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I was talking with a friend recently about concave mirrors, which frequently invert the reflected image - I think we were playing with a spoon. I raised the question, if you had a mirror whose shape could be easily controlled so you could move it from convex through being flat to being concave, at what point does the image flip from being the right way up to being inverted - is there some sort of discontinuity? If not how would this transition occur?

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The concave mirror does not necessary leads to an inverted image. It depends how far you are from the mirror. When you are placed between the focal plane and mirror's surface (see Fig. 1) you see a non-inverted image. When you are exactly at the focal plane you see nothing (Fig. 2). And when you are located behind the focal plane, that is usual case, you see an inversion (Fig. 3, 4). Changing mirrors shape can be considered in this context as an equivalent moving of the object relative to the focal plane.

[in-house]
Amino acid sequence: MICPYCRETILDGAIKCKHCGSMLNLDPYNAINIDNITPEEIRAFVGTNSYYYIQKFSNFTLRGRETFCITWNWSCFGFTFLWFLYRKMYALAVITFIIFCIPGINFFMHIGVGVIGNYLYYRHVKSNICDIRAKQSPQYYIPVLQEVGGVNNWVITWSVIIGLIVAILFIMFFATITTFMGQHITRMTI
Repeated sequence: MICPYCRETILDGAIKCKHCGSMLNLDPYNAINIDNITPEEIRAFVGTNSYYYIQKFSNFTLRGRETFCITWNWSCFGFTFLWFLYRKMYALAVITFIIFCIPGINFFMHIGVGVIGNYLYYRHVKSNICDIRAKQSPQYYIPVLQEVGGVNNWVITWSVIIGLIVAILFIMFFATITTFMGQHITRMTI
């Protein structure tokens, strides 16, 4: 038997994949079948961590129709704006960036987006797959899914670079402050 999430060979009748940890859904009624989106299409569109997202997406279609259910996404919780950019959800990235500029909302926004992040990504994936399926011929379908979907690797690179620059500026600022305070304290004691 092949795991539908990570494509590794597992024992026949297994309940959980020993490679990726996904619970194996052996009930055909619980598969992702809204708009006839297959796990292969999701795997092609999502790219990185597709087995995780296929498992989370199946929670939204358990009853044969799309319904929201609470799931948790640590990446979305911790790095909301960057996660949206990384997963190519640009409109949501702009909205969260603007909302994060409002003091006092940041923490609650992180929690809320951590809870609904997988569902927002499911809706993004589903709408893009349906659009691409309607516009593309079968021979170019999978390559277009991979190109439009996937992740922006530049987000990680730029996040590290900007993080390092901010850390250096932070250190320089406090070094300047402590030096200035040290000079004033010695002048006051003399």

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When the object is crossing the focal plane, the image transoms from a very small to a very large abruptly. But you are not able to notice this abruptness since it is very hard to recognize the image approaching the focal plane from the both sides.

Notice that changing the curvature of the mirror is characterized by some critical radius when one observe this effect and this is not the case when the mirror is flat. When the mirror becomes flat the image changes smoothly changing just a zoom.

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  • $\begingroup$ Thanks. But what exactly would the transition look like as I approach the d=f from either side? This seems to be the 'discontinuity' point so what would I see as I travel from d=f-δ to d=f+δ? $\endgroup$ – Mr. Boy May 8 '14 at 8:33
  • $\begingroup$ The objects becomes smaller and smaller, than it disappears and suddenly it appears non-inverted. $\endgroup$ – freude May 8 '14 at 9:01
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    $\begingroup$ But this collapse point is not when the mirror is flat, it happens at some critical value of the radius. And, crossing the focal plane, the image transforms form a very small one to a very large such that it is difficult to recognize it in both cases. $\endgroup$ – freude May 8 '14 at 9:10

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